The government has said it would prioritise persecuted minorities in choosing the 12,000, widely understood to be code for non-Islamic migrants.
Christian groups, such as Yazidis, who have been massacred and enslaved by Islamic State in northern Iraq, will be given preference, partly because — unlike Sunni groups — they will never be able to return to their homes.
Authorities will largely pass over refugees from high-risk groups, such as single Sunni men.
The government has pledged to vet the 12,000 new migrants, subjecting them to biometric checks as well as checking their bona fides with Australia’s intelligence partners.
Rush Comes to Trump’s Defense With 1 Brutal Question That Leaves GOP Speechless
Conservative talk show host Rush Limbaugh presented his listeners with a question that should leave the GOP in Washington ashamed.
In his radio program on Monday, Limbaugh pointed out that while the GOP announced a “100-day plan” to take out GOP front-runner Donald Trump, they have yet to come up with a 100-day plan to take out Democrat rival Hillary Clinton.
Limbaugh referenced an article in The New York Times that reported that the Republican establishment “adamantly” opposed Trump and was preparing a 100-day-plan to deny him the nomination, should it come down to that.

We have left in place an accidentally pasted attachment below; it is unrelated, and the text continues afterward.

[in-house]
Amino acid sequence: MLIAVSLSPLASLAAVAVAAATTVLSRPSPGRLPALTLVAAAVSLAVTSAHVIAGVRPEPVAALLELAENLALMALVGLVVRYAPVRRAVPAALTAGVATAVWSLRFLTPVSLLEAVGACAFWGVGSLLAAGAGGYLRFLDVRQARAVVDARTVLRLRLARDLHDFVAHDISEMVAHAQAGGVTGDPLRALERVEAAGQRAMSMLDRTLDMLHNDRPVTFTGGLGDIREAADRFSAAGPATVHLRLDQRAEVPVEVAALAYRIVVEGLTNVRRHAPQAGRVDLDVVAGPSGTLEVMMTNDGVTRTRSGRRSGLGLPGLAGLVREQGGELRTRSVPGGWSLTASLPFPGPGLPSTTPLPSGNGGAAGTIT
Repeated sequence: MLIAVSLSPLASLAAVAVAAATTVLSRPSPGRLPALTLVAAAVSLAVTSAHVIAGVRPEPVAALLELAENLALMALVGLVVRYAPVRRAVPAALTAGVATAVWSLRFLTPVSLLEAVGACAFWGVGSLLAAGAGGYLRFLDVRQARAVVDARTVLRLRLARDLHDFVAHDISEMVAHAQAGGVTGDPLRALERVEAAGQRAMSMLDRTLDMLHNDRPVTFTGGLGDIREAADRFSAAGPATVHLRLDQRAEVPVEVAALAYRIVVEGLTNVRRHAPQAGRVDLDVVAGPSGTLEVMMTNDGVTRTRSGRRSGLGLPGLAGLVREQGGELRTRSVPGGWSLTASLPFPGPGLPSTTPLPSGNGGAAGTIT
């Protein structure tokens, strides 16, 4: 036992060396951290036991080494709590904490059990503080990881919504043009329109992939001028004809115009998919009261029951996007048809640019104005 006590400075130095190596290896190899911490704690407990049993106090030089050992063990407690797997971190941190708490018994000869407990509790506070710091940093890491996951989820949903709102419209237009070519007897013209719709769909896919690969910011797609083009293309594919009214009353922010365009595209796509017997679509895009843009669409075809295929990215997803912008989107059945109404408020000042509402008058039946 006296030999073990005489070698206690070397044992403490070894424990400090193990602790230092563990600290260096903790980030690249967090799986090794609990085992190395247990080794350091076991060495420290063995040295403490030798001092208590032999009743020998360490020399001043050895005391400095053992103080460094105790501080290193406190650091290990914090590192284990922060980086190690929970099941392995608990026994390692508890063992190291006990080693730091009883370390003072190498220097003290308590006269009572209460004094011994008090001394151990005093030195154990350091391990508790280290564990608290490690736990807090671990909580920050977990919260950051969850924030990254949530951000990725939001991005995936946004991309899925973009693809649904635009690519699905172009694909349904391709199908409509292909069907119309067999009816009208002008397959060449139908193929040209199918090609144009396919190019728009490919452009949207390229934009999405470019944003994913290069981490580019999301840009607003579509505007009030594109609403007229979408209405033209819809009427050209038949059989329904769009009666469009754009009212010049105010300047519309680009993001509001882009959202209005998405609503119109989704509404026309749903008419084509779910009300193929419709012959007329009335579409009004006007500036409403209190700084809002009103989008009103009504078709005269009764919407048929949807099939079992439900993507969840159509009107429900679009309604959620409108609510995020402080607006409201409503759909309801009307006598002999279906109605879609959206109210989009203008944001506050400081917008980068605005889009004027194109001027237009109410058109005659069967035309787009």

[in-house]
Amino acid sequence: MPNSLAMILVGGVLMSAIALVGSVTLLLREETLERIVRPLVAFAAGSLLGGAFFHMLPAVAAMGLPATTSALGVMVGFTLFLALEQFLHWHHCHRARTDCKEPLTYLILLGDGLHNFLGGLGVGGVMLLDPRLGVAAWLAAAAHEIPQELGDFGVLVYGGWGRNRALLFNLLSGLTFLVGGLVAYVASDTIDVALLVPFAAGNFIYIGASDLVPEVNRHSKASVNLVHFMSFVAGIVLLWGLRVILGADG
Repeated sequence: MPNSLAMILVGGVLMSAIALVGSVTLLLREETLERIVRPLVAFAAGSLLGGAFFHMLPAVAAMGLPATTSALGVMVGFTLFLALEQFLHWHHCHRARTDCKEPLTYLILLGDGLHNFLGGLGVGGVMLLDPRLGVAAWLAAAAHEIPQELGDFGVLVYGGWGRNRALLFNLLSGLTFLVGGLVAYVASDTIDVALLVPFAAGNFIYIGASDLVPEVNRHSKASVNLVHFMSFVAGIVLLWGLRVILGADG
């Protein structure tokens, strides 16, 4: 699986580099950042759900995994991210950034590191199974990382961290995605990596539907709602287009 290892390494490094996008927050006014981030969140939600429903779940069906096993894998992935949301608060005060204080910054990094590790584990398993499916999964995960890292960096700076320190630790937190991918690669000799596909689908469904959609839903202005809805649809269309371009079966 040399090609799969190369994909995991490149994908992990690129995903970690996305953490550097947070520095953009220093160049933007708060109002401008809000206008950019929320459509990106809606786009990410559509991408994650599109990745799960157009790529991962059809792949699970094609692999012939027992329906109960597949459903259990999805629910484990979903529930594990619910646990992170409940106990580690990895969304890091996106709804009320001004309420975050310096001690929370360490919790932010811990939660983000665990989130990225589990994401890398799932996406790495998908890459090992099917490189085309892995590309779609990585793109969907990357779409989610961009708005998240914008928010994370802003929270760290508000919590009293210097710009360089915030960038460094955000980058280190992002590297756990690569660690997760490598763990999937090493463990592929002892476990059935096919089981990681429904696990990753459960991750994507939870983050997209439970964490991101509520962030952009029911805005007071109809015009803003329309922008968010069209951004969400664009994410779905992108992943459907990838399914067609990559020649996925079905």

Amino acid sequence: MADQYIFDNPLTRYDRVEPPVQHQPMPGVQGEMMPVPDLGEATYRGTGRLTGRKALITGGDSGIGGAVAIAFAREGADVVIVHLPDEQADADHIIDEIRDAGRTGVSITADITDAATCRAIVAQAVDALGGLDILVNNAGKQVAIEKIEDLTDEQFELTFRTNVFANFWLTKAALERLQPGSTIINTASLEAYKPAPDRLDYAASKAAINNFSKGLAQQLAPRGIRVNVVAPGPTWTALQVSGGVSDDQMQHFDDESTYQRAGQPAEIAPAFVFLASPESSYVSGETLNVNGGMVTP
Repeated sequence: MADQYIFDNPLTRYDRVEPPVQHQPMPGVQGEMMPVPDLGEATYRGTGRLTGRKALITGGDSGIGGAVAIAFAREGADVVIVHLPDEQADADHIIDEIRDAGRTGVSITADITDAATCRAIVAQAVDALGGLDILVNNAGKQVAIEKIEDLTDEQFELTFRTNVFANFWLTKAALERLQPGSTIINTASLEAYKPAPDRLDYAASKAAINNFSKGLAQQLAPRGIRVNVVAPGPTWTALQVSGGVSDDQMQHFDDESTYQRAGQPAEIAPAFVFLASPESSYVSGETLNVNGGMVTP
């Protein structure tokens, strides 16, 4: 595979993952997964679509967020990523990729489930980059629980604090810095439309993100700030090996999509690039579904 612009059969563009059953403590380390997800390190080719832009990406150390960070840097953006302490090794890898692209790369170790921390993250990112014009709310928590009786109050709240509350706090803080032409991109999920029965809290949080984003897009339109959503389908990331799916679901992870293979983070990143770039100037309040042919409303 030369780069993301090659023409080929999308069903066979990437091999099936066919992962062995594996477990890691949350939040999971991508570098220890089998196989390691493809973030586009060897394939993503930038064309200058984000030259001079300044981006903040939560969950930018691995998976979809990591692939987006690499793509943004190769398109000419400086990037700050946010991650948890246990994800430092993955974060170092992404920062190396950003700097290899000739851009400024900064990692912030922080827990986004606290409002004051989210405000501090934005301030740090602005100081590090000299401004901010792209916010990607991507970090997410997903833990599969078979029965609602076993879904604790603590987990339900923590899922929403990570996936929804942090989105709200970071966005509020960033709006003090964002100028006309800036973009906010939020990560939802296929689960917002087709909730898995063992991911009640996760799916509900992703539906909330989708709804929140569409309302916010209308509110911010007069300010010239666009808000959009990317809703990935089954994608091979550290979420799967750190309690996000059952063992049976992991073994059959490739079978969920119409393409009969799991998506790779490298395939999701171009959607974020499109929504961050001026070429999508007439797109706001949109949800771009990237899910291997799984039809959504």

“Where was the GOP’s 100-day plan to take out Obama? Anybody remember that plan? Where’s the GOP’s 100-day plan to take out Hillary Clinton? Anybody heard of that plan?” he asked.
Limbaugh attempted to address this conundrum by saying that Trump winning the nomination, much less the presidency, would upset the current “club” mentality among Washington politicians — a club in which, regardless of what side of the aisle they’re on, they are taken care of.
“They’ve got each other’s back,” Limbaugh said. “Behind the scenes all there is is scheming that is designed to protect what they’ve got. That’s more important than the party winning elections.”
While stopping Trump might ensure a Clinton victory, Limbaugh said the establishment in Washington was fine with that because it “maintains the existing order” — an order that “is not based on winning elections,” he told listeners.